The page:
And this may be the biggest problem for Trumpism: The president himself, who recently called himself a globalist and a nationalist, isn’t a reliable Trumpist.

Some of the core themes of his campaign could, it’s true, be combined into a reasonably coherent view of government policy. A Trumpist philosophy would feature skepticism of trade, immigration, and foreign intervention, a moderate social conservatism, and support for government activism to benefit the working class. Think of it as Buchananism with less zeal for small government and less religious traditionalism.

But Trump himself shows no signs of having thought about his program in this way, or of having thought much about a program of action he would undertake as president at all. Neither he nor any of his aides put any effort into rethinking a broad range of policies to fit with his new approach. On many issues, then, he simply defaulted to the conventional Republican position. He certainly didn’t build a new consensus in his party — or even among his own aides — for new positions.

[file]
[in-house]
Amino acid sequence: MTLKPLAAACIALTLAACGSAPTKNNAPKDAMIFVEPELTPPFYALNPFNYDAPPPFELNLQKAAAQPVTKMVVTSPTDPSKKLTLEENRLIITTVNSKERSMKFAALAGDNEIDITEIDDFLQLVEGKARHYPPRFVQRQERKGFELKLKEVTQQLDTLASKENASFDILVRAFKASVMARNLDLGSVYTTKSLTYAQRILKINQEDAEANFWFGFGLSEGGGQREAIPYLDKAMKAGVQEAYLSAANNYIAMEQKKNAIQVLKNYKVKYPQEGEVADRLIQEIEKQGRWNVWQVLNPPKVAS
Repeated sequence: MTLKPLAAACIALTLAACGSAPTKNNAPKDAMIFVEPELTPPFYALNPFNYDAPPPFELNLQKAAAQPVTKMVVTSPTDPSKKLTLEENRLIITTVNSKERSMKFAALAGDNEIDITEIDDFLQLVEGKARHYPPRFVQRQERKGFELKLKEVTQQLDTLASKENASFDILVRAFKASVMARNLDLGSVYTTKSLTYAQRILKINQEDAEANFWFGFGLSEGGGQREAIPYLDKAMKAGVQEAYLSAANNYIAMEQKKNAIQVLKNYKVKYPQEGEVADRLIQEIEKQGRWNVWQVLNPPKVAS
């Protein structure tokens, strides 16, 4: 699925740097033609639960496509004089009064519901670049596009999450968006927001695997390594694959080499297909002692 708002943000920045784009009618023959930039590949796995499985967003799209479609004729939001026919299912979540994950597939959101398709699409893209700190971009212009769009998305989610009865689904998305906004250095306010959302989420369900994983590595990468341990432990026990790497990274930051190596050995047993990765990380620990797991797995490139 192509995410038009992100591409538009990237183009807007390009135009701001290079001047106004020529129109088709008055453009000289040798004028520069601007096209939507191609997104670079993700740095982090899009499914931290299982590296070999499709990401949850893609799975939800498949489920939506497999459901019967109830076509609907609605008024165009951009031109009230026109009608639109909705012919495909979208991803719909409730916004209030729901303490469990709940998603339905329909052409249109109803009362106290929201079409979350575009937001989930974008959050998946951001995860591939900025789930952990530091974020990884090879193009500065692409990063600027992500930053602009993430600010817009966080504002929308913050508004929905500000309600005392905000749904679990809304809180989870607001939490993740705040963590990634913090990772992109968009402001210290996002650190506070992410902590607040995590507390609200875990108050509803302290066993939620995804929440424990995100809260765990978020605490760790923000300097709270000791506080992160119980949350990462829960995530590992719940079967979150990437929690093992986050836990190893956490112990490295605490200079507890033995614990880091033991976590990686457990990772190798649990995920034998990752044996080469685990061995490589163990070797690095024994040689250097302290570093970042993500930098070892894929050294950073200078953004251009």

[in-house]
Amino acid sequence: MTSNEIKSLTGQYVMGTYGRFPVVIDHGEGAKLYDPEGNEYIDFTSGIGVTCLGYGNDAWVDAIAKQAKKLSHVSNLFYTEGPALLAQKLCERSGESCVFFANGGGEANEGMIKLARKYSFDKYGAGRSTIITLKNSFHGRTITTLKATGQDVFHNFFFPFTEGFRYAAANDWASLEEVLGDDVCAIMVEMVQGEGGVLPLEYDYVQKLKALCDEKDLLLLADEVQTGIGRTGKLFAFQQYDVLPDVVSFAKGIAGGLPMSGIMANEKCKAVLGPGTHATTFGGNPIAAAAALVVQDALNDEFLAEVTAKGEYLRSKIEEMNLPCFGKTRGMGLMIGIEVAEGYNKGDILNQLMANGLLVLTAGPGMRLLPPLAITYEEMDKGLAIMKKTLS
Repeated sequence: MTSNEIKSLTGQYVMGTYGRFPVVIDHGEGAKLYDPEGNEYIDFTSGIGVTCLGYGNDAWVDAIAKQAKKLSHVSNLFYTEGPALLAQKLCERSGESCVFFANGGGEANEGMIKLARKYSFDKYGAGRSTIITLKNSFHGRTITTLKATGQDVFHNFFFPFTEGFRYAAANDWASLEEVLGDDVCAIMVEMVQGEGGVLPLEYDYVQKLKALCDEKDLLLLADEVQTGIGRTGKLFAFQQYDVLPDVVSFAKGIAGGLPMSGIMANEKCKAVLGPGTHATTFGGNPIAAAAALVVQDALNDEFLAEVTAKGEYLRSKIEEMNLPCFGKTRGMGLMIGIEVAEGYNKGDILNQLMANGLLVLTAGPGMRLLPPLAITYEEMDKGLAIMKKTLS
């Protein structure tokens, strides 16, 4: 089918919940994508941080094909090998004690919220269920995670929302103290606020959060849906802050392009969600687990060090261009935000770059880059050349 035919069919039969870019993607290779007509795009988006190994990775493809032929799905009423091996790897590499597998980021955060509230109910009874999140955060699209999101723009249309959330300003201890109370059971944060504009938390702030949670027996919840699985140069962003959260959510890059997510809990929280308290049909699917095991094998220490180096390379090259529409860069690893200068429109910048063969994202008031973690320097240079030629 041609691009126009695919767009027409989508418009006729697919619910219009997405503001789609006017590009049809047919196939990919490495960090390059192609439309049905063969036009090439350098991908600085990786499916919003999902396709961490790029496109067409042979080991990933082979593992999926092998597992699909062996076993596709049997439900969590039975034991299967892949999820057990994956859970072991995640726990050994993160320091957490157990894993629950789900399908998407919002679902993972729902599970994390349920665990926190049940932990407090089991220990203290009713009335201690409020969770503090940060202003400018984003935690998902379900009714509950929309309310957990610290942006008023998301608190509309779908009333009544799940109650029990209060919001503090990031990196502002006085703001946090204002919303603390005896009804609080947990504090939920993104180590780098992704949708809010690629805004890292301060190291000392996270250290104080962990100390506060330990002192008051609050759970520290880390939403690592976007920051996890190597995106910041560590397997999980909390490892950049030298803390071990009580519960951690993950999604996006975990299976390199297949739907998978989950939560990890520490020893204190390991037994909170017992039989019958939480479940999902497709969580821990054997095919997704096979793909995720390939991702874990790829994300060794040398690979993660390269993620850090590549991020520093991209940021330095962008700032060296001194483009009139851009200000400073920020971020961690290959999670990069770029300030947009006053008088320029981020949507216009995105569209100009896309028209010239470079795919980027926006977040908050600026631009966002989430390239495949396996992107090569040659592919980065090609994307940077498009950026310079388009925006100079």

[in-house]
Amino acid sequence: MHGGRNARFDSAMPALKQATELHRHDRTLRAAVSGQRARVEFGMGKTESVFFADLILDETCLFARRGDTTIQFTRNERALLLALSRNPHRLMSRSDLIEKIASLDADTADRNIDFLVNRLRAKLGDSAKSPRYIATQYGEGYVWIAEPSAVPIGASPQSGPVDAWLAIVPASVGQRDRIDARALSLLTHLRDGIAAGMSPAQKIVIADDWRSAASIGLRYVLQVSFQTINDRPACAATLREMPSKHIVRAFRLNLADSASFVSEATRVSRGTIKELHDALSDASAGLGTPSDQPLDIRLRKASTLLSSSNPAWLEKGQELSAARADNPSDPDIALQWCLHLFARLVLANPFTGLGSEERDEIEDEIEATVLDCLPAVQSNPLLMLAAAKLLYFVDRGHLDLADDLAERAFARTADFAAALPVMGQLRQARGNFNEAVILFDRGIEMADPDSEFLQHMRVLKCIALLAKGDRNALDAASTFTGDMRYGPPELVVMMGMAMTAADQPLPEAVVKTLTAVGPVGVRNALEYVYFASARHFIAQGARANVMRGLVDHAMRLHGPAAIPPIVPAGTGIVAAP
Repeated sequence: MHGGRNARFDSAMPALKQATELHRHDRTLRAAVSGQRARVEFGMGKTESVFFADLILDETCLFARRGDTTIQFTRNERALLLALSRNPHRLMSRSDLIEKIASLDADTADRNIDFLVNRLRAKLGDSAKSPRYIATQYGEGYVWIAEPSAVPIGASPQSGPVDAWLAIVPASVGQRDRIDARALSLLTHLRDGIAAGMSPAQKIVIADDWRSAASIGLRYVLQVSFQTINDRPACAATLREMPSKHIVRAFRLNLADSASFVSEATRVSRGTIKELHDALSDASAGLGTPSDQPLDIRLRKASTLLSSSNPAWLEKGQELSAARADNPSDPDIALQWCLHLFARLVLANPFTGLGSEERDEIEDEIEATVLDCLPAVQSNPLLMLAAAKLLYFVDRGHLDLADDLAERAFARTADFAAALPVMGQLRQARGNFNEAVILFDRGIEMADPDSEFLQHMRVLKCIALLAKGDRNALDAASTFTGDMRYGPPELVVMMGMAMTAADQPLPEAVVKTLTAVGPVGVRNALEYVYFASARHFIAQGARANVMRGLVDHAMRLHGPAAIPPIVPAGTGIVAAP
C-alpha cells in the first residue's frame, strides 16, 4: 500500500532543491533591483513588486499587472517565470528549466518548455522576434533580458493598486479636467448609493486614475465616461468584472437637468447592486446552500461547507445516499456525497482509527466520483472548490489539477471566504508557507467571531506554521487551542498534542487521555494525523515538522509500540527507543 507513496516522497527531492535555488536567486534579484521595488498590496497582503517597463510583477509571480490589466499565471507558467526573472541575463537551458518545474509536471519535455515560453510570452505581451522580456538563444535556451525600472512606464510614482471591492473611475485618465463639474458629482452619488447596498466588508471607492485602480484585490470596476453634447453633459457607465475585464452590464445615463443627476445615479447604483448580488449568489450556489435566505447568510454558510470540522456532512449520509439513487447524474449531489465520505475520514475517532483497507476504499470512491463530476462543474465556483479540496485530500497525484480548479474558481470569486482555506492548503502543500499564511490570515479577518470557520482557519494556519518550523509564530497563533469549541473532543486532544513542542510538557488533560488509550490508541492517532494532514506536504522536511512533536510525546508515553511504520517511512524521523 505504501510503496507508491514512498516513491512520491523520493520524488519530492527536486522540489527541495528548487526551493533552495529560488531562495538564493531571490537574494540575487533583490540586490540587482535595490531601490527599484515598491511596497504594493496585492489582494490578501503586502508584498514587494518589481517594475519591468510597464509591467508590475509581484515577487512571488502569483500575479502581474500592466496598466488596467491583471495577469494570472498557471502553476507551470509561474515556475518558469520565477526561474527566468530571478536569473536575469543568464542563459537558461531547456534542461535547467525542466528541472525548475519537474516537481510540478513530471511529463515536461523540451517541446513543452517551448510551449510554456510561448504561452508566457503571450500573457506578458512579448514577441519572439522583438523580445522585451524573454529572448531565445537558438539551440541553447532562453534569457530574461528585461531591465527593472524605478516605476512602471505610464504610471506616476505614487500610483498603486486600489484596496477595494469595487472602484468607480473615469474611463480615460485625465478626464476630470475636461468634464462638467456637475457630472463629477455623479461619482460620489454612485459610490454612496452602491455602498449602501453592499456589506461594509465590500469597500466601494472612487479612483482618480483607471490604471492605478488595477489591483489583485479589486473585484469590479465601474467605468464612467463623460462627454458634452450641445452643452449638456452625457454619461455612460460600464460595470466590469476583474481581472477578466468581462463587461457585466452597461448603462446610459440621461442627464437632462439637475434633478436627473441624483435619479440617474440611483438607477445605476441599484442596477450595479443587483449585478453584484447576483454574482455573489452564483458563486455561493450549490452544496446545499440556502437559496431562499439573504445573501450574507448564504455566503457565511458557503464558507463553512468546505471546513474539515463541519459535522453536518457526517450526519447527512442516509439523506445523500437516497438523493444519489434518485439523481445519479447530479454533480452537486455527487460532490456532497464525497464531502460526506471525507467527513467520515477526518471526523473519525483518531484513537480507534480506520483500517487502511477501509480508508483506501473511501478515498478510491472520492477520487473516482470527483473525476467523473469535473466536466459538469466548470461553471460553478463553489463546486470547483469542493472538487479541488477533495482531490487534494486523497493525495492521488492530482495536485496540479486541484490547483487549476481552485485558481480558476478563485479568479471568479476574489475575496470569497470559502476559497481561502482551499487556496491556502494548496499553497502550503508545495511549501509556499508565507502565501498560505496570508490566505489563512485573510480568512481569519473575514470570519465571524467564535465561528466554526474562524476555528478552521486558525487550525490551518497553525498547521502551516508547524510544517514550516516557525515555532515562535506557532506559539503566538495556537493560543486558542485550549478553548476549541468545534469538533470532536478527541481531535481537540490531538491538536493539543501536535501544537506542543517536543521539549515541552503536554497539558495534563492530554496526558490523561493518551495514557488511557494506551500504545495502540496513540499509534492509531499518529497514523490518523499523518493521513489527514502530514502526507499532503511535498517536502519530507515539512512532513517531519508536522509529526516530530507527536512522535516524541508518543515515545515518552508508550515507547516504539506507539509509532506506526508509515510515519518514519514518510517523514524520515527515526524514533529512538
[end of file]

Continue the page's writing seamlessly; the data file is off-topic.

If Trump were a different kind of political leader, his longstanding preoccupation with foreign trade might have moved him to develop strong convictions about the flaws of NAFTA and how to address them, or about whether designating China a currency manipulator would advance his objectives. Perhaps that kind of political leader would not have had the visceral appeal that Trump in fact had to many people. But if he had won office, there would have been more follow-through. Trump is instead up for grabs on these issues. He has already flip-flopped on the currency question, and nobody knows whether he will really press for major changes to NAFTA.